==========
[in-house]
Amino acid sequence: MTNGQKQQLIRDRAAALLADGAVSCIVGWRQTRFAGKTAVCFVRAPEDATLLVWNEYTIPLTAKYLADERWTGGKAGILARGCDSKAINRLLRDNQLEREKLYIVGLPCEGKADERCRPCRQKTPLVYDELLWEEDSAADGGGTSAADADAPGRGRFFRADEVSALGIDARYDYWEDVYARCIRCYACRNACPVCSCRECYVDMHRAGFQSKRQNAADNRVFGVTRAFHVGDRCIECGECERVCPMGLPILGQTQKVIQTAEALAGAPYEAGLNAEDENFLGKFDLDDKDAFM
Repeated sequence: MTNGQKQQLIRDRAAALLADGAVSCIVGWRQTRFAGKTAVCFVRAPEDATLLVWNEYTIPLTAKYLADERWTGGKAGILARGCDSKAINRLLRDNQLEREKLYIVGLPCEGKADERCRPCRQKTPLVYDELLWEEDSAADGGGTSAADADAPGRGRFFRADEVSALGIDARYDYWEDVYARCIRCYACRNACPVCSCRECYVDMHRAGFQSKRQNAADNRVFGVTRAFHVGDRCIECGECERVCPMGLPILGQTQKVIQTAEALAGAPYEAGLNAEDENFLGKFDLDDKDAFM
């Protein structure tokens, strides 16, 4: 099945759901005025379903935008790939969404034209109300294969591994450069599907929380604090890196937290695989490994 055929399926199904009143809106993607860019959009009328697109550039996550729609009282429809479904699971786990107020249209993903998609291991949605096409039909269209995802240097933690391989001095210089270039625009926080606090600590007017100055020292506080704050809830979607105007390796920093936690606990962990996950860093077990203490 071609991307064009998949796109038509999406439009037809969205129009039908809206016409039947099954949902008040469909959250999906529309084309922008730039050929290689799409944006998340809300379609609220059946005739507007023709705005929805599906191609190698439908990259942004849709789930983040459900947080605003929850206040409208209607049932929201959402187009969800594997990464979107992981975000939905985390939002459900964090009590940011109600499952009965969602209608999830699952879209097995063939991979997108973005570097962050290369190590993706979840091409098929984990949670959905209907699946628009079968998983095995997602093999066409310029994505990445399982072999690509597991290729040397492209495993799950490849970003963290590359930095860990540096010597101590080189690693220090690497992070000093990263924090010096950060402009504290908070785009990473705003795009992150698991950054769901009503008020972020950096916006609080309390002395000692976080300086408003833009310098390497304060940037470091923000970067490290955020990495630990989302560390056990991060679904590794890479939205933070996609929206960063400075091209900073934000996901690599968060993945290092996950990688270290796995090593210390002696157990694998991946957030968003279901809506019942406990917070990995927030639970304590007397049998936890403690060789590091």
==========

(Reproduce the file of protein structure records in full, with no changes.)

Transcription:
[in-house]
Amino acid sequence: MTNGQKQQLIRDRAAALLADGAVSCIVGWRQTRFAGKTAVCFVRAPEDATLLVWNEYTIPLTAKYLADERWTGGKAGILARGCDSKAINRLLRDNQLEREKLYIVGLPCEGKADERCRPCRQKTPLVYDELLWEEDSAADGGGTSAADADAPGRGRFFRADEVSALGIDARYDYWEDVYARCIRCYACRNACPVCSCRECYVDMHRAGFQSKRQNAADNRVFGVTRAFHVGDRCIECGECERVCPMGLPILGQTQKVIQTAEALAGAPYEAGLNAEDENFLGKFDLDDKDAFM
Repeated sequence: MTNGQKQQLIRDRAAALLADGAVSCIVGWRQTRFAGKTAVCFVRAPEDATLLVWNEYTIPLTAKYLADERWTGGKAGILARGCDSKAINRLLRDNQLEREKLYIVGLPCEGKADERCRPCRQKTPLVYDELLWEEDSAADGGGTSAADADAPGRGRFFRADEVSALGIDARYDYWEDVYARCIRCYACRNACPVCSCRECYVDMHRAGFQSKRQNAADNRVFGVTRAFHVGDRCIECGECERVCPMGLPILGQTQKVIQTAEALAGAPYEAGLNAEDENFLGKFDLDDKDAFM
């Protein structure tokens, strides 16, 4: 099945759901005025379903935008790939969404034209109300294969591994450069599907929380604090890196937290695989490994 055929399926199904009143809106993607860019959009009328697109550039996550729609009282429809479904699971786990107020249209993903998609291991949605096409039909269209995802240097933690391989001095210089270039625009926080606090600590007017100055020292506080704050809830979607105007390796920093936690606990962990996950860093077990203490 071609991307064009998949796109038509999406439009037809969205129009039908809206016409039947099954949902008040469909959250999906529309084309922008730039050929290689799409944006998340809300379609609220059946005739507007023709705005929805599906191609190698439908990259942004849709789930983040459900947080605003929850206040409208209607049932929201959402187009969800594997990464979107992981975000939905985390939002459900964090009590940011109600499952009965969602209608999830699952879209097995063939991979997108973005570097962050290369190590993706979840091409098929984990949670959905209907699946628009079968998983095995997602093999066409310029994505990445399982072999690509597991290729040397492209495993799950490849970003963290590359930095860990540096010597101590080189690693220090690497992070000093990263924090010096950060402009504290908070785009990473705003795009992150698991950054769901009503008020972020950096916006609080309390002395000692976080300086408003833009310098390497304060940037470091923000970067490290955020990495630990989302560390056990991060679904590794890479939205933070996609929206960063400075091209900073934000996901690599968060993945290092996950990688270290796995090593210390002696157990694998991946957030968003279901809506019942406990917070990995927030639970304590007397049998936890403690060789590091």